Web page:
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General Spine News

Benefit of Lumbar Fusion for Older Adults

Spinal fusion is a commonly used way to stabilize one or more segments of the spine in older adults. A spinal fusion procedure is also known as a spinal arthrodesis. There are several different ways to perform this operation.

In this article, surgeons from the Norton Leatherman Spine Center in Louisville, Kentucky help us understand how the simplest and most often studied technique (posterolateral spine fusion) is done. It is against this technique that the results of all other methods are compared and judged. Outcomes are measured using patient report of pain and function as well as X-rays of the fusion site.

All patients evaluated had just one spinal level fused. The patients were divided into two groups by age: under age 65 and 65 and older. Everyone was followed at regular intervals for up to two years. The same surgical procedure (posterolateral fusion) was performed on each patient in both age groups.

Patients were placed face down (prone) on a special surgical table called a Wilson frame. This frame can be adjusted to place the spine in the exact amount of curvature (flexion or extension) needed to give the surgeon access to the spine while limiting blood loss as much as possible. A color photo of a sample patient positioned is part of the review.

In layman's terms, the surgeon makes the necessary incision down to the bone, divides the fascia (connective tissue covering the muscles and spine), and cuts the muscles away enough to get to the spine. The surgeon removes the cartilage around the facet (spinal) joint and then removes enough bone along the sides to form a gutter. This depression is where the bone graft will be placed for the fusion.

Screws are used to hold the segments together (one above and one below) until the fusion takes hold. X-rays are used to make sure the screws are in the right spot for optimal stability. Once the screws are in place, additional bone is shaved or cut away, a procedure called decortication. The screws are locked together with a supporting (vertical) rod between the two segments being fused. The final step involves packing the gutters with bone graft material.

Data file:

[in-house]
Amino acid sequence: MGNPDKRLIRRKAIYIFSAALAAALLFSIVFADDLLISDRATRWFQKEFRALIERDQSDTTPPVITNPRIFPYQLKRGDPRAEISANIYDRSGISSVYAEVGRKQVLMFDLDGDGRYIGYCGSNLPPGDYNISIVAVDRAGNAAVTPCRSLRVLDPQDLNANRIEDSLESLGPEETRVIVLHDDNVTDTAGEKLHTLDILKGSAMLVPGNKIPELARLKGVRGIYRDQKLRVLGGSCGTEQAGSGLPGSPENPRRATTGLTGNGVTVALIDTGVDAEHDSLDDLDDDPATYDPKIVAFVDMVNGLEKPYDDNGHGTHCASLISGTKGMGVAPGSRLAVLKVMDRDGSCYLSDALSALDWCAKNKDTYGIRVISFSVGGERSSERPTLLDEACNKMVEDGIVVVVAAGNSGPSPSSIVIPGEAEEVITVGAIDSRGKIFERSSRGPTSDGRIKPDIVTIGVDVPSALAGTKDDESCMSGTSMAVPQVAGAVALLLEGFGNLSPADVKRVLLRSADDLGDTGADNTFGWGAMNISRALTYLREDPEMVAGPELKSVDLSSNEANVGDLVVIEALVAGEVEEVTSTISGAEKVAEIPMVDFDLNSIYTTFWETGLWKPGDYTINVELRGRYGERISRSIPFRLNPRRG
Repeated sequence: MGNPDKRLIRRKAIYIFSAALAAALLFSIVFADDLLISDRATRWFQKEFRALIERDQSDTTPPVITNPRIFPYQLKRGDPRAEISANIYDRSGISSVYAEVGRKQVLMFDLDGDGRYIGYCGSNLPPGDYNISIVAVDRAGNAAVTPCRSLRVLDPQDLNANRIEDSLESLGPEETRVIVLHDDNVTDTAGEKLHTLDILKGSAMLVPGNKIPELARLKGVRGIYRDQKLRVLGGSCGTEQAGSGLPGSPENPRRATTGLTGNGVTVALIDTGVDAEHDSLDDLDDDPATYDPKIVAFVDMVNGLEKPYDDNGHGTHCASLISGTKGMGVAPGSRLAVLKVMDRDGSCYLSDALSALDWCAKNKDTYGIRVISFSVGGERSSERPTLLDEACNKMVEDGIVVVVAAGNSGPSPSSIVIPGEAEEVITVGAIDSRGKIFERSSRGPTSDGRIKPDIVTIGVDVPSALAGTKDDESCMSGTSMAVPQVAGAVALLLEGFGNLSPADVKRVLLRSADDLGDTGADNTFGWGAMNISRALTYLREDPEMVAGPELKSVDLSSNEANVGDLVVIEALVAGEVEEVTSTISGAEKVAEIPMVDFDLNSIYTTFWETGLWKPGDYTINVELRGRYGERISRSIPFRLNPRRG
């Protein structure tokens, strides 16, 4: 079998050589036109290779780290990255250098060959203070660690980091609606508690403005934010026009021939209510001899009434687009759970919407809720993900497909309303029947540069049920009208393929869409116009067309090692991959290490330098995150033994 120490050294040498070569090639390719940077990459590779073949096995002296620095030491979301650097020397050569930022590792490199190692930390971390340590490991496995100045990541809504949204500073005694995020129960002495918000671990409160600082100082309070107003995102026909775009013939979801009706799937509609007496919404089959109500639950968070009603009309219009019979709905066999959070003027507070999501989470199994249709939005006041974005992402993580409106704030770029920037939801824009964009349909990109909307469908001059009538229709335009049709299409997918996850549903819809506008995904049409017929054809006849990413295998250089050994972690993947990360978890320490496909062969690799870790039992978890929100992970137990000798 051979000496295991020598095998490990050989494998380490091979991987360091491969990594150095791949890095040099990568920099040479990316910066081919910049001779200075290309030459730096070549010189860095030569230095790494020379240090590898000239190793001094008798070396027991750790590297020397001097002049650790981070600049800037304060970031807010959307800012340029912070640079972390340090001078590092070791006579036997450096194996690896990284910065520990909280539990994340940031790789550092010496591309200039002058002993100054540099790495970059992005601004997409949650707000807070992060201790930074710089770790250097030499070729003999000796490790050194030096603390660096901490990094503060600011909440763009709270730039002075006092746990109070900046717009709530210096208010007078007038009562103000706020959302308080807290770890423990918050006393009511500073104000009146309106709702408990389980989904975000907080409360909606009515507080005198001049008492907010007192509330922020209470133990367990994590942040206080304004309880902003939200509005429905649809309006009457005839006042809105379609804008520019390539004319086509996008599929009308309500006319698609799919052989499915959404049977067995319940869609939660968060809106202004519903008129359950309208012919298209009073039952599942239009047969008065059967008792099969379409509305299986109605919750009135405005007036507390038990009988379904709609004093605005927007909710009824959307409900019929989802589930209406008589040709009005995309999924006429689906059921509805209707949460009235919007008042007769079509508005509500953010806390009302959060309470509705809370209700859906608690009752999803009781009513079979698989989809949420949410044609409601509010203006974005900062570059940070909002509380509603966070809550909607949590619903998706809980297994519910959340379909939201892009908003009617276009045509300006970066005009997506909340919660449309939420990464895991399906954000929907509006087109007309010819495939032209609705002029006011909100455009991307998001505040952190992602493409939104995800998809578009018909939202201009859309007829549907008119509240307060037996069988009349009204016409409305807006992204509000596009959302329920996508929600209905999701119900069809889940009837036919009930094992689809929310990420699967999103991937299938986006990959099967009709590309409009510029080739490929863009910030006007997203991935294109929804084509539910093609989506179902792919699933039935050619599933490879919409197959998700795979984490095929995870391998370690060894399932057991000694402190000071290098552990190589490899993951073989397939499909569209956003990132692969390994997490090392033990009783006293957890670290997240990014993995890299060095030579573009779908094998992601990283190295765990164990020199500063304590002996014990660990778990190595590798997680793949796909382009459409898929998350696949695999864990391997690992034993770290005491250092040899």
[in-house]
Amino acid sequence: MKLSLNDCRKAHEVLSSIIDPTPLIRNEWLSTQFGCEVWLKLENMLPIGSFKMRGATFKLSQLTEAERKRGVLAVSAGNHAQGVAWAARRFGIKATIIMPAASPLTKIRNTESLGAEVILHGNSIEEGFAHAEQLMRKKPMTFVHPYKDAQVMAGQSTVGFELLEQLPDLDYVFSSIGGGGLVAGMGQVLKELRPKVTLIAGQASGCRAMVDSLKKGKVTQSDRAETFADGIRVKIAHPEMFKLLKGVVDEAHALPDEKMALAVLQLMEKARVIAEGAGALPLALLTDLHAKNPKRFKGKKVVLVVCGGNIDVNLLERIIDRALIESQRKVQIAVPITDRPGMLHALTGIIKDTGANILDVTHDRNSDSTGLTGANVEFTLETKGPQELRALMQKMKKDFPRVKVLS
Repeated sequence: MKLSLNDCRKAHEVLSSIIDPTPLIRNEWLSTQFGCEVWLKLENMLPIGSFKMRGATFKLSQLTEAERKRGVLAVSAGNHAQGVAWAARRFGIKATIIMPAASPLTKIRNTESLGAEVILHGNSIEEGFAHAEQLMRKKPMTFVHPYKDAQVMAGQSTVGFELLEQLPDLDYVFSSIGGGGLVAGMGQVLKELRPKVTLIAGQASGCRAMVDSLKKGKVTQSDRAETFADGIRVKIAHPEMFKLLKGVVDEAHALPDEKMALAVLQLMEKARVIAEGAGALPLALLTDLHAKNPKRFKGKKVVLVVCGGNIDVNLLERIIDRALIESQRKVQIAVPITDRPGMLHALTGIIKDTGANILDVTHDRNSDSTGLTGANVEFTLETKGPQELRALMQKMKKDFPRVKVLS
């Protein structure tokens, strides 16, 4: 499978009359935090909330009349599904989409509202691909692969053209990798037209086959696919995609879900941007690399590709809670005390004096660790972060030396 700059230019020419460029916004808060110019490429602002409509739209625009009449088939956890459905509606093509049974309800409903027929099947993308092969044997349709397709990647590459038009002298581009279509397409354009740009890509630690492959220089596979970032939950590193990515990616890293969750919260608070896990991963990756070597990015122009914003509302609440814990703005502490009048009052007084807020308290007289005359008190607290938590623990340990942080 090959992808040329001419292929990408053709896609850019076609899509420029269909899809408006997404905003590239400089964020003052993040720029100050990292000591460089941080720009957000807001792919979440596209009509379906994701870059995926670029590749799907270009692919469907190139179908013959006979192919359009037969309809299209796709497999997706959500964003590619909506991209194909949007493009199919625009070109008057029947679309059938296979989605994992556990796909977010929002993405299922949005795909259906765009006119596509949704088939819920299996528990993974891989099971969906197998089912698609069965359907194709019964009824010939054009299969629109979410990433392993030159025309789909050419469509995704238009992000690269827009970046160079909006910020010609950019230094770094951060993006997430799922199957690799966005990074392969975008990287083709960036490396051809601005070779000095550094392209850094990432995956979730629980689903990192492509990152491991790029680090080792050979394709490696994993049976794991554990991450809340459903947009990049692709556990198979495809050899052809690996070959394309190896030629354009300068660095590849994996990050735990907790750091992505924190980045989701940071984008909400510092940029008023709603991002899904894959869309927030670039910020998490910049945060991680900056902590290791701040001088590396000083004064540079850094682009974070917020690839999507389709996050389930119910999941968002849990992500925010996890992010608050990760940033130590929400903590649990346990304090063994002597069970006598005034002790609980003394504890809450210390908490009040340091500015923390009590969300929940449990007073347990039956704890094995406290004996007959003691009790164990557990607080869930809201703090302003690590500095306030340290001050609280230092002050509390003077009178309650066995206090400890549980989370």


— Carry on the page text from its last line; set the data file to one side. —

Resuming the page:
It used to be that surgeons would remove some of the patient's own pelvic bone to use as an autograft (bone donated to oneself). But more and more, bone from a bone bank is used supplemented by newer materials that work much better. These newer graft substitutes are made up of bone marrow, bone morphogenetic proteins (growth factors), and even ceramic material.

One final X-ray is taken to make sure everything is in place where it should be before closing the incision. Patients are followed routinely to make sure the graft material fills in and stabilizes the segment.

So how do patients fare after posterolateral spinal fusion based on age? This study showed a major benefit for all patients regardless of age. Older adults (65 and older) seemed to get more pain relief but they also went into the surgery with higher levels of baseline back and leg pain compared to the younger patients.

The authors make a final note to say that lumbar spine fusion using the posterolateral technique isn't for everyone. There are certain indications (reasons to use this method) and contraindications (reasons NOT to use the procedure). For example, this type of fusion works best for patients who have an unstable spinal segment from age-related degenerative disease of the disc, vertebral bones, and/or local scoliosis (curvature of the spine). A local scoliosis affects a small segment of the spine without major deformity.

It should not be used in patients who have a normal disc space height or who have had a previous fusion from behind (posterior fusion). Spinal deformities such as kyphosis (forward curve or rounded spine) will need more than a simple one- or two-level fusion to correct the problem.

Surgeons can expect to see spinal fusion remain an important surgical option to stabilize the spine. The procedure itself hasn't changed much lately. The source of the graft material is probably the biggest change in how the posterolateral technique is performed.

More studies will be needed to see if results are different for patients based on differences in graft material used and number of levels fused -- perhaps combined with other factors such as age as was investigated in this study.

Steven D. Glassman, MD, et al. Outcome of Lumbar Arthrodesis in Patients Sixty-five Years of Age or Older. Surgical Technique. In Journal of Bone and Joint Surgery. March 2010. Vol. 92-A. Suppl 1 (Part 1):77-84.


*Disclaimer:* The information contained herein is compiled from a variety of sources. It may not be complete or timely. It does not cover all diseases, physical conditions, ailments or treatments. The information should NOT be used in place of visit with your healthcare provider, nor should you disregard the advice of your health care provider because of any information you read in this topic.
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